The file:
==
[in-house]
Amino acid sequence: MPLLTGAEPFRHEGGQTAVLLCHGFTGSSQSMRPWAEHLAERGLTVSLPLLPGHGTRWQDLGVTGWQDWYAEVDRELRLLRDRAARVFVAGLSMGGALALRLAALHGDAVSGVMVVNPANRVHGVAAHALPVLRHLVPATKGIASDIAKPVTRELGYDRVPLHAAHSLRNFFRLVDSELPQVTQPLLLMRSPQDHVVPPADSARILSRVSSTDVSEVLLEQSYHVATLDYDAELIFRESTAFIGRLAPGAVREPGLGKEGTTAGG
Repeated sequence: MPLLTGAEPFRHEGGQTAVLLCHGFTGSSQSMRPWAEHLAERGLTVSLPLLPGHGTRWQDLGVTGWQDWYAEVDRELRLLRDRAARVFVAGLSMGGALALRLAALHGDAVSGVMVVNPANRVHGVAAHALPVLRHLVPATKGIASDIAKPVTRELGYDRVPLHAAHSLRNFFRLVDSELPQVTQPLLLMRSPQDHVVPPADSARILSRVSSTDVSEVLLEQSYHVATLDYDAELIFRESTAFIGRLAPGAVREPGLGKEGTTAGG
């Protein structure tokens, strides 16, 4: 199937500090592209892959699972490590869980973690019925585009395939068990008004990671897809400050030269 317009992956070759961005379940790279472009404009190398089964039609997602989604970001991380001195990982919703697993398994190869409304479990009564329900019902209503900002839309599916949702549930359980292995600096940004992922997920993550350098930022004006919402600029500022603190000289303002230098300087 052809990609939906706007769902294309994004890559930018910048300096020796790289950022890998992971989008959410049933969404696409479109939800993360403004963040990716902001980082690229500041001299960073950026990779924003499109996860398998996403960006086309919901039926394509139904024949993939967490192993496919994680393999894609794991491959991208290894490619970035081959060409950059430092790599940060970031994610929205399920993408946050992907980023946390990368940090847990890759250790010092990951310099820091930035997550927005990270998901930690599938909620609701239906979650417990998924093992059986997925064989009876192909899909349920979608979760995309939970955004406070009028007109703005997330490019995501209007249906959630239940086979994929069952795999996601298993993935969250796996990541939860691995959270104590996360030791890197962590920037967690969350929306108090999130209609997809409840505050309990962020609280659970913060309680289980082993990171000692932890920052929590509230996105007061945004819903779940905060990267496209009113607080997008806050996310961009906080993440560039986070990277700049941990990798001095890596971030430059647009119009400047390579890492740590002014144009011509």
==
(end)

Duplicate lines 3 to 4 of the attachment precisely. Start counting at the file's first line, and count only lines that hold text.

Repeated sequence: MPLLTGAEPFRHEGGQTAVLLCHGFTGSSQSMRPWAEHLAERGLTVSLPLLPGHGTRWQDLGVTGWQDWYAEVDRELRLLRDRAARVFVAGLSMGGALALRLAALHGDAVSGVMVVNPANRVHGVAAHALPVLRHLVPATKGIASDIAKPVTRELGYDRVPLHAAHSLRNFFRLVDSELPQVTQPLLLMRSPQDHVVPPADSARILSRVSSTDVSEVLLEQSYHVATLDYDAELIFRESTAFIGRLAPGAVREPGLGKEGTTAGG
């Protein structure tokens, strides 16, 4: 199937500090592209892959699972490590869980973690019925585009395939068990008004990671897809400050030269 317009992956070759961005379940790279472009404009190398089964039609997602989604970001991380001195990982919703697993398994190869409304479990009564329900019902209503900002839309599916949702549930359980292995600096940004992922997920993550350098930022004006919402600029500022603190000289303002230098300087 052809990609939906706007769902294309994004890559930018910048300096020796790289950022890998992971989008959410049933969404696409479109939800993360403004963040990716902001980082690229500041001299960073950026990779924003499109996860398998996403960006086309919901039926394509139904024949993939967490192993496919994680393999894609794991491959991208290894490619970035081959060409950059430092790599940060970031994610929205399920993408946050992907980023946390990368940090847990890759250790010092990951310099820091930035997550927005990270998901930690599938909620609701239906979650417990998924093992059986997925064989009876192909899909349920979608979760995309939970955004406070009028007109703005997330490019995501209007249906959630239940086979994929069952795999996601298993993935969250796996990541939860691995959270104590996360030791890197962590920037967690969350929306108090999130209609997809409840505050309990962020609280659970913060309680289980082993990171000692932890920052929590509230996105007061945004819903779940905060990267496209009113607080997008806050996310961009906080993440560039986070990277700049941990990798001095890596971030430059647009119009400047390579890492740590002014144009011509």